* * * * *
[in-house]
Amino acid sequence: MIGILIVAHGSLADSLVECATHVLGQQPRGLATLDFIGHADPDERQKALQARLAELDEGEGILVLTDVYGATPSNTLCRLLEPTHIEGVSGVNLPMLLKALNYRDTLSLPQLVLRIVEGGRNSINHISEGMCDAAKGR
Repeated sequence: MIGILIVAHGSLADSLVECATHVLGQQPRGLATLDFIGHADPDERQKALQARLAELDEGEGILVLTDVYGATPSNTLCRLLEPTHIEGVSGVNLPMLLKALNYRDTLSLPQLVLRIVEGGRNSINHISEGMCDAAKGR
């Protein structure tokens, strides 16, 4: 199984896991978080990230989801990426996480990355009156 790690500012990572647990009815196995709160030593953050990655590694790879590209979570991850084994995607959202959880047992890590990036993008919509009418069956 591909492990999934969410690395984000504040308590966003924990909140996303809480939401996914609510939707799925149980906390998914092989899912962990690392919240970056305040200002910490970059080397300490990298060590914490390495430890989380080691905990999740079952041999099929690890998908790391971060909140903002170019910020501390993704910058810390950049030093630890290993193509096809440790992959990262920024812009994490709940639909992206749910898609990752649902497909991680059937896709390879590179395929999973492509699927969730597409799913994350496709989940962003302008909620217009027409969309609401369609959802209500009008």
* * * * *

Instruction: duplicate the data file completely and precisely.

[in-house]
Amino acid sequence: MIGILIVAHGSLADSLVECATHVLGQQPRGLATLDFIGHADPDERQKALQARLAELDEGEGILVLTDVYGATPSNTLCRLLEPTHIEGVSGVNLPMLLKALNYRDTLSLPQLVLRIVEGGRNSINHISEGMCDAAKGR
Repeated sequence: MIGILIVAHGSLADSLVECATHVLGQQPRGLATLDFIGHADPDERQKALQARLAELDEGEGILVLTDVYGATPSNTLCRLLEPTHIEGVSGVNLPMLLKALNYRDTLSLPQLVLRIVEGGRNSINHISEGMCDAAKGR
């Protein structure tokens, strides 16, 4: 199984896991978080990230989801990426996480990355009156 790690500012990572647990009815196995709160030593953050990655590694790879590209979570991850084994995607959202959880047992890590990036993008919509009418069956 591909492990999934969410690395984000504040308590966003924990909140996303809480939401996914609510939707799925149980906390998914092989899912962990690392919240970056305040200002910490970059080397300490990298060590914490390495430890989380080691905990999740079952041999099929690890998908790391971060909140903002170019910020501390993704910058810390950049030093630890290993193509096809440790992959990262920024812009994490709940639909992206749910898609990752649902497909991680059937896709390879590179395929999973492509699927969730597409799913994350496709989940962003302008909620217009027409969309609401369609959802209500009008």